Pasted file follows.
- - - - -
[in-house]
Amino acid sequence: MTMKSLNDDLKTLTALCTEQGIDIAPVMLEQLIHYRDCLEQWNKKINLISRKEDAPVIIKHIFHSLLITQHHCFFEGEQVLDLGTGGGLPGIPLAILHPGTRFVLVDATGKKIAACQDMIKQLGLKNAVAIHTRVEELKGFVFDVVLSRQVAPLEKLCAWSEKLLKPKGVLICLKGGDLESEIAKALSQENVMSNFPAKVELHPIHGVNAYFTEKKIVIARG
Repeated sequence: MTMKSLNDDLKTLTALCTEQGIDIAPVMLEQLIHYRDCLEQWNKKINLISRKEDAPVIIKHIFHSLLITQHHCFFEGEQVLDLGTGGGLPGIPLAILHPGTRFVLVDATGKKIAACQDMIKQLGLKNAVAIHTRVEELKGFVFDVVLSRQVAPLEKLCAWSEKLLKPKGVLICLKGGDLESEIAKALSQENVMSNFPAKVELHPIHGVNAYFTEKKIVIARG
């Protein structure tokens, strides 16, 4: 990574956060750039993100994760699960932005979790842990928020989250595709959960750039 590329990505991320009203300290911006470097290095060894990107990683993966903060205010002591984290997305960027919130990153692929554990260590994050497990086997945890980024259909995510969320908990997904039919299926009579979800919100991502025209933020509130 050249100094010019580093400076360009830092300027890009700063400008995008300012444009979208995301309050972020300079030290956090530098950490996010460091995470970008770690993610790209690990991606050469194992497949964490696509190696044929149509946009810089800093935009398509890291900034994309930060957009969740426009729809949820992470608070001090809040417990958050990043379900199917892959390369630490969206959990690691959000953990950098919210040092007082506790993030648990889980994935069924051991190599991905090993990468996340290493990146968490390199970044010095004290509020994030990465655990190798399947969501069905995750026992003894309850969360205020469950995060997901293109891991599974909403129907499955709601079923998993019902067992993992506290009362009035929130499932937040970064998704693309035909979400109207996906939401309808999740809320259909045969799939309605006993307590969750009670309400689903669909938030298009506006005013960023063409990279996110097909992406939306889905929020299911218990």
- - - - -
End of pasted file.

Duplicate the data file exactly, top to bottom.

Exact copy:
[in-house]
Amino acid sequence: MTMKSLNDDLKTLTALCTEQGIDIAPVMLEQLIHYRDCLEQWNKKINLISRKEDAPVIIKHIFHSLLITQHHCFFEGEQVLDLGTGGGLPGIPLAILHPGTRFVLVDATGKKIAACQDMIKQLGLKNAVAIHTRVEELKGFVFDVVLSRQVAPLEKLCAWSEKLLKPKGVLICLKGGDLESEIAKALSQENVMSNFPAKVELHPIHGVNAYFTEKKIVIARG
Repeated sequence: MTMKSLNDDLKTLTALCTEQGIDIAPVMLEQLIHYRDCLEQWNKKINLISRKEDAPVIIKHIFHSLLITQHHCFFEGEQVLDLGTGGGLPGIPLAILHPGTRFVLVDATGKKIAACQDMIKQLGLKNAVAIHTRVEELKGFVFDVVLSRQVAPLEKLCAWSEKLLKPKGVLICLKGGDLESEIAKALSQENVMSNFPAKVELHPIHGVNAYFTEKKIVIARG
């Protein structure tokens, strides 16, 4: 990574956060750039993100994760699960932005979790842990928020989250595709959960750039 590329990505991320009203300290911006470097290095060894990107990683993966903060205010002591984290997305960027919130990153692929554990260590994050497990086997945890980024259909995510969320908990997904039919299926009579979800919100991502025209933020509130 050249100094010019580093400076360009830092300027890009700063400008995008300012444009979208995301309050972020300079030290956090530098950490996010460091995470970008770690993610790209690990991606050469194992497949964490696509190696044929149509946009810089800093935009398509890291900034994309930060957009969740426009729809949820992470608070001090809040417990958050990043379900199917892959390369630490969206959990690691959000953990950098919210040092007082506790993030648990889980994935069924051991190599991905090993990468996340290493990146968490390199970044010095004290509020994030990465655990190798399947969501069905995750026992003894309850969360205020469950995060997901293109891991599974909403129907499955709601079923998993019902067992993992506290009362009035929130499932937040970064998704693309035909979400109207996906939401309808999740809320259909045969799939309605006993307590969750009670309400689903669909938030298009506006005013960023063409990279996110097909992406939306889905929020299911218990």